Common Disorders
Click on the categories below to read articles on foot disorders and conditions. You may also use the search button below.
Did you know the foot has 28 bones, 37 joints, 107 ligaments, 19 muscles, and numerous tendons? These parts all work together to allow the foot to move in a variety of ways while balancing your weight and propelling you forward or backward on even or uneven surfaces. It is no wonder that most Americans will experience a foot problem that will require the care of a specialist at one point or another in their lifetime.

A neuroma is the swelling of nerve that is a result of a compression or trauma. They are often described as nerve tumors. However, they are not in the purest sense a tumor. They are a swelling within the nerve that may result in permanent nerve damage. The most common site for a neuroma is on the ball of the foot. The most common cause of neuroma in ball of the foot is the abnormal movement of the long bones behind the toes called metatarsal bones. A small nerve passes between the spaces of the metatarsals. At the base of the toes, the nerves split forming a "Y" and enter the toes. It is in this area the nerve gets pinched and swells, forming the neuroma. Burning pain, tingling, and numbness in one or two of the toes is a common symptom. Sometimes this pain can become so severe, it can bring tears to a patient's eyes. Removing the shoe and rubbing the ball of the foot helps to ease the pain. As the nerve swells, it can be felt as a popping sensation when walking. Pain is intermittent and is aggravated by anything that results in further pinching of the nerve. When the neuroma is present in the space between the third and fourth toes, it is called a Morton's Neuroma. This is the most common area for a neuroma to form. Another common area is between the second and third toes. Neuromas can occur in one or both of these areas and in one or both feet at the same time. Neuromas are very rare in the spaces between the big toe and second toe, and between the fourth and fifth toes. Neuromas have been identified in the heel area, resulting in heel pain.

A puncture wound or laceration that injures a nerve can cause a neuroma. These are called traumatic Neuromas. Neuromas can also result following a surgery that may result in the cutting of a nerve.

The chemical destruction of the nerve, called neurolysis, is an older form of treatment that has recently come back into vogue. This treatment requires a series of injections of ethanol mixed with a local anesthetic. The injections are given into the area of the neuroma. Nerve tissue has a natural affinity for ethanol, and it is readily absorbed into the nerve. Ethanol, however, is toxic to nerve tissue and with repeated exposure, will destroy the nerve. The rate of success is variable, but has been reported to be over 60%. Many insurance plans will not pay for weekly injections and require the doctor to wait a minimum of ten days between injections before they will reimburse for the procedure. This likely reduces the rate of success for this treatment, because during the time between the injections, the nerve will attempt to repair itself. One way to solve this delay is for the patient to pay for those injections not paid for by the insurance plan. The disadvantages for this form of treatment are the need for repeated visits to the doctor’s office, and the occasional pain in the area of the injection the following day or two after it has been administered. The advantages to this form of treatment is that it requires a minimal amount of time off of work and the overall cost as compared to the surgical removal of the nerve. If this form of treatment fails, then surgical removal is the only option that remains.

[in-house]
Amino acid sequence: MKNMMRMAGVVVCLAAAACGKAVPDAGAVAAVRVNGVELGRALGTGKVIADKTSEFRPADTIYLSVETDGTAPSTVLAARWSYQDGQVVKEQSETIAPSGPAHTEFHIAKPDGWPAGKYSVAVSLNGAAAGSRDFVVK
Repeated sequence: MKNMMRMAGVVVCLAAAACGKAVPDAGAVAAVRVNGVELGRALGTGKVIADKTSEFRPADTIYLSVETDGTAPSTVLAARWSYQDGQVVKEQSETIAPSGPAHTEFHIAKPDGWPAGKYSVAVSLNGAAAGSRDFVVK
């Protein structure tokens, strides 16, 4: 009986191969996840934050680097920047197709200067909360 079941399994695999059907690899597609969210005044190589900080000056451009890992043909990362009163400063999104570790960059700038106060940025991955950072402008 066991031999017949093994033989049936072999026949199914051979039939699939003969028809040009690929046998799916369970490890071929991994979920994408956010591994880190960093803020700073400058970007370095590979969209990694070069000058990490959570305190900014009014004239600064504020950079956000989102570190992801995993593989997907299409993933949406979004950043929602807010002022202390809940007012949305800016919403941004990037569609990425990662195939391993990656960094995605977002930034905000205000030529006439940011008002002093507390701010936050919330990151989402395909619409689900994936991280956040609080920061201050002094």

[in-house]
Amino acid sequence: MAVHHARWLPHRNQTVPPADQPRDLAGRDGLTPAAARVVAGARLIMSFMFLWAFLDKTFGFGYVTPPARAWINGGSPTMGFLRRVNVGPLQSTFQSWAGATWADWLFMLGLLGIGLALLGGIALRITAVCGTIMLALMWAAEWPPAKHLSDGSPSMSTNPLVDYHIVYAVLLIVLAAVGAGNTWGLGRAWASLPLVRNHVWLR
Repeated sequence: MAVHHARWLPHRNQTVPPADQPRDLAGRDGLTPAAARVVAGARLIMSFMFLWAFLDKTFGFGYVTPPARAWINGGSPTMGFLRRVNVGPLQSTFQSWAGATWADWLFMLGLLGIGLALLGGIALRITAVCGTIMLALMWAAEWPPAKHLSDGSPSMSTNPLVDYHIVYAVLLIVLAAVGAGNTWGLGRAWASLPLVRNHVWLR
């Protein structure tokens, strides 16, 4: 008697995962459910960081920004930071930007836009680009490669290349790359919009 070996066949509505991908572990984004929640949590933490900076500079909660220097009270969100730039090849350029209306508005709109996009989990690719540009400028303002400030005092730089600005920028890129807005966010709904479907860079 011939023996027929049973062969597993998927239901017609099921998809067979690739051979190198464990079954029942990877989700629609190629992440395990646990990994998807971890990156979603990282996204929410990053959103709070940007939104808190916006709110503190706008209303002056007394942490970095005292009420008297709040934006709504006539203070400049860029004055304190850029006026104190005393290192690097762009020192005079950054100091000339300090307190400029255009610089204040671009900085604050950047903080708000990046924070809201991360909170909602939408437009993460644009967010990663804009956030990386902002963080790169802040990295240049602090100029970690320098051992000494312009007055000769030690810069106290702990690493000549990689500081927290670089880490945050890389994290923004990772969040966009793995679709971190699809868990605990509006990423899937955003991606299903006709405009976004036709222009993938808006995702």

Peripheral Neuropathy is a nerve condition that affects the arms, hands, legs, and feet. The most common form of peripheral neuropathy is due to diabetes.

Diabetic Peripheral Neuropathy

People with diabetes have an abnormal elevation of their blood sugar, and lack adequate insulin to metabolize the blood sugar. As a consequence, the blood glucose (sugar) abnormally enters certain nerve tissue and damages the nerve. This can occur in any type of diabetes. It does not matter if the patient is on insulin, is taking pills, or is diet controlled. The nerve damage that occurs is considered to be permanent.

As the nerve damage occurs, the protective sensations are affected. These include a person's ability to determine the difference between sharp and dull, hot and cold, pressure differences, and vibration. These senses become dulled and/or altered. The process begins as a burning sensation in the toes and progresses up the foot in a "stocking distribution". As the condition progresses, the feet become more and more numb. Some people will feel as though a pair of socks on their feet, when in fact they do not. Other patients will describe the feeling of walking on cotton, or a water-filled cushion. Some patients complain of their feet burn at night, making it difficult to sleep. The feet may also feel like they are cold, however, to the touch, they have normal skin temperature. Diabetic peripheral neuropathy is not reversible. The progression of the condition can be slowed or halted by maintaining normal blood glucose levels.

The common cause of a painful bump on the back of the heel is called Hagland's deformity. This is due to an enlarged bony prominence on the back of the heel. It can involve the entire back of the heel or just a portion of the back of the heel, usually on the outside portion of the heel. Also called the Pump Bump, it is most common in women and is frequently a result of pressure from the back of the shoe. As the shoe rubs on the back of the heel bone it begins to swell and enlarge. Quite often a bursa will form. A bursa is sack that is created over any bony promance when excessive pressure or friction to the areas occurs. Bursa can be filled with a thick watery like fluid.

Treatment of Hagland's Deformity and Pump Bumps